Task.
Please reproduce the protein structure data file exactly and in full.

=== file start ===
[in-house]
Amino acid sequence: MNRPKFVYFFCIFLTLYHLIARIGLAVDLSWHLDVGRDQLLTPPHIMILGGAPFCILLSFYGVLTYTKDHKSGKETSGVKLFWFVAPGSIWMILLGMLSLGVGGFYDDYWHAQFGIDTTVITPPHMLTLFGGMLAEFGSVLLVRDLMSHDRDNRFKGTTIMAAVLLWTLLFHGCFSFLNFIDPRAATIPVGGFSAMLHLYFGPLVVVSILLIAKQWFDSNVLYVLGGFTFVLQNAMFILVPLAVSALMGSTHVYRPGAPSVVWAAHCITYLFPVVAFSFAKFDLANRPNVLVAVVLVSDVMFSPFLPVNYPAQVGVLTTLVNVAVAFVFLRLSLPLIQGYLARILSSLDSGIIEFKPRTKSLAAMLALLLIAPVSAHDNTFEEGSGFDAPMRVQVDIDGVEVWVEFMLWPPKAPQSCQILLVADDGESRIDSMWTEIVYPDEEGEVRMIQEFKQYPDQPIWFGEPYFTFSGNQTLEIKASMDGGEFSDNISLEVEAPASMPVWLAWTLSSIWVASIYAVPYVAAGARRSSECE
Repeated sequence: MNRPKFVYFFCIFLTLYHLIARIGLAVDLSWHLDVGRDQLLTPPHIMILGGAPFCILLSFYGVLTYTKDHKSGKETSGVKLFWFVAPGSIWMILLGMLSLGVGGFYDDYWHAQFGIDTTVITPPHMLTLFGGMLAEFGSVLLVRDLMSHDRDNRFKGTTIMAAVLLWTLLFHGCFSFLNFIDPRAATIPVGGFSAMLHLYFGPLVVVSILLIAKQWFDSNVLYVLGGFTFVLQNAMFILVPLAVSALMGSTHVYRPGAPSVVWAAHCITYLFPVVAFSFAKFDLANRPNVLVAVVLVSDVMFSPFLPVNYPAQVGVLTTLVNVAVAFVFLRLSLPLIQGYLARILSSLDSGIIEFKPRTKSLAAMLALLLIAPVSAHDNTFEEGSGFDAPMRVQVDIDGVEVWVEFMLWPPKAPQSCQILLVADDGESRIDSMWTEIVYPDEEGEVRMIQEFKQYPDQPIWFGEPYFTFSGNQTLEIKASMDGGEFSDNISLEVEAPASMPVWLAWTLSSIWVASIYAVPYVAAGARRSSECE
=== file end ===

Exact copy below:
[in-house]
Amino acid sequence: MNRPKFVYFFCIFLTLYHLIARIGLAVDLSWHLDVGRDQLLTPPHIMILGGAPFCILLSFYGVLTYTKDHKSGKETSGVKLFWFVAPGSIWMILLGMLSLGVGGFYDDYWHAQFGIDTTVITPPHMLTLFGGMLAEFGSVLLVRDLMSHDRDNRFKGTTIMAAVLLWTLLFHGCFSFLNFIDPRAATIPVGGFSAMLHLYFGPLVVVSILLIAKQWFDSNVLYVLGGFTFVLQNAMFILVPLAVSALMGSTHVYRPGAPSVVWAAHCITYLFPVVAFSFAKFDLANRPNVLVAVVLVSDVMFSPFLPVNYPAQVGVLTTLVNVAVAFVFLRLSLPLIQGYLARILSSLDSGIIEFKPRTKSLAAMLALLLIAPVSAHDNTFEEGSGFDAPMRVQVDIDGVEVWVEFMLWPPKAPQSCQILLVADDGESRIDSMWTEIVYPDEEGEVRMIQEFKQYPDQPIWFGEPYFTFSGNQTLEIKASMDGGEFSDNISLEVEAPASMPVWLAWTLSSIWVASIYAVPYVAAGARRSSECE
Repeated sequence: MNRPKFVYFFCIFLTLYHLIARIGLAVDLSWHLDVGRDQLLTPPHIMILGGAPFCILLSFYGVLTYTKDHKSGKETSGVKLFWFVAPGSIWMILLGMLSLGVGGFYDDYWHAQFGIDTTVITPPHMLTLFGGMLAEFGSVLLVRDLMSHDRDNRFKGTTIMAAVLLWTLLFHGCFSFLNFIDPRAATIPVGGFSAMLHLYFGPLVVVSILLIAKQWFDSNVLYVLGGFTFVLQNAMFILVPLAVSALMGSTHVYRPGAPSVVWAAHCITYLFPVVAFSFAKFDLANRPNVLVAVVLVSDVMFSPFLPVNYPAQVGVLTTLVNVAVAFVFLRLSLPLIQGYLARILSSLDSGIIEFKPRTKSLAAMLALLLIAPVSAHDNTFEEGSGFDAPMRVQVDIDGVEVWVEFMLWPPKAPQSCQILLVADDGESRIDSMWTEIVYPDEEGEVRMIQEFKQYPDQPIWFGEPYFTFSGNQTLEIKASMDGGEFSDNISLEVEAPASMPVWLAWTLSSIWVASIYAVPYVAAGARRSSECE